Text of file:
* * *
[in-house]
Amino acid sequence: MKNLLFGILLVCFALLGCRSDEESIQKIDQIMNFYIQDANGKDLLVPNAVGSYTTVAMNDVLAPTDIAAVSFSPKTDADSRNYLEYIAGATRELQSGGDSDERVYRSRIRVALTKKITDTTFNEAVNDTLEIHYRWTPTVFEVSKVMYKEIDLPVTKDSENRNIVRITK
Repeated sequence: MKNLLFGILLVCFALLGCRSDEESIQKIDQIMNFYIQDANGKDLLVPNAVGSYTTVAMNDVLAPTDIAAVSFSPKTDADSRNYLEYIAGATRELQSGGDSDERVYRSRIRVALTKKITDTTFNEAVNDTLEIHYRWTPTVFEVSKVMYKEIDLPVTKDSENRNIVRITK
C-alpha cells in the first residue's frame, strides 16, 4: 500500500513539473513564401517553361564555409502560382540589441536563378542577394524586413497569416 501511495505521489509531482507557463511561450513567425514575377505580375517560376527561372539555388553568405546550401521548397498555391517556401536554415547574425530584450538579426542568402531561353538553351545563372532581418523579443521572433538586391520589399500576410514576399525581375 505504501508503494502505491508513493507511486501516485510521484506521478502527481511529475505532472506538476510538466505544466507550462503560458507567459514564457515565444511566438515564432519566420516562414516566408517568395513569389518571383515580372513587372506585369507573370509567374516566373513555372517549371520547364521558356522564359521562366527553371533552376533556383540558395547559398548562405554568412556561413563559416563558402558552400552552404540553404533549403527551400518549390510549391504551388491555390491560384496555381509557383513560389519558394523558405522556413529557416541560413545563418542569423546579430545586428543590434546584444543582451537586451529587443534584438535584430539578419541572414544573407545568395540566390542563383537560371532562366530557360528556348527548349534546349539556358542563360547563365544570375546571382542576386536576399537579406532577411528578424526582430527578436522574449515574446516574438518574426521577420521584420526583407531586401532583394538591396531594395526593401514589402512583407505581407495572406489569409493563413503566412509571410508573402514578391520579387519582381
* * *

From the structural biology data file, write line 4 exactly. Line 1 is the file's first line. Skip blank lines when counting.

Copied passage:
C-alpha cells in the first residue's frame, strides 16, 4: 500500500513539473513564401517553361564555409502560382540589441536563378542577394524586413497569416 501511495505521489509531482507557463511561450513567425514575377505580375517560376527561372539555388553568405546550401521548397498555391517556401536554415547574425530584450538579426542568402531561353538553351545563372532581418523579443521572433538586391520589399500576410514576399525581375 505504501508503494502505491508513493507511486501516485510521484506521478502527481511529475505532472506538476510538466505544466507550462503560458507567459514564457515565444511566438515564432519566420516562414516566408517568395513569389518571383515580372513587372506585369507573370509567374516566373513555372517549371520547364521558356522564359521562366527553371533552376533556383540558395547559398548562405554568412556561413563559416563558402558552400552552404540553404533549403527551400518549390510549391504551388491555390491560384496555381509557383513560389519558394523558405522556413529557416541560413545563418542569423546579430545586428543590434546584444543582451537586451529587443534584438535584430539578419541572414544573407545568395540566390542563383537560371532562366530557360528556348527548349534546349539556358542563360547563365544570375546571382542576386536576399537579406532577411528578424526582430527578436522574449515574446516574438518574426521577420521584420526583407531586401532583394538591396531594395526593401514589402512583407505581407495572406489569409493563413503566412509571410508573402514578391520579387519582381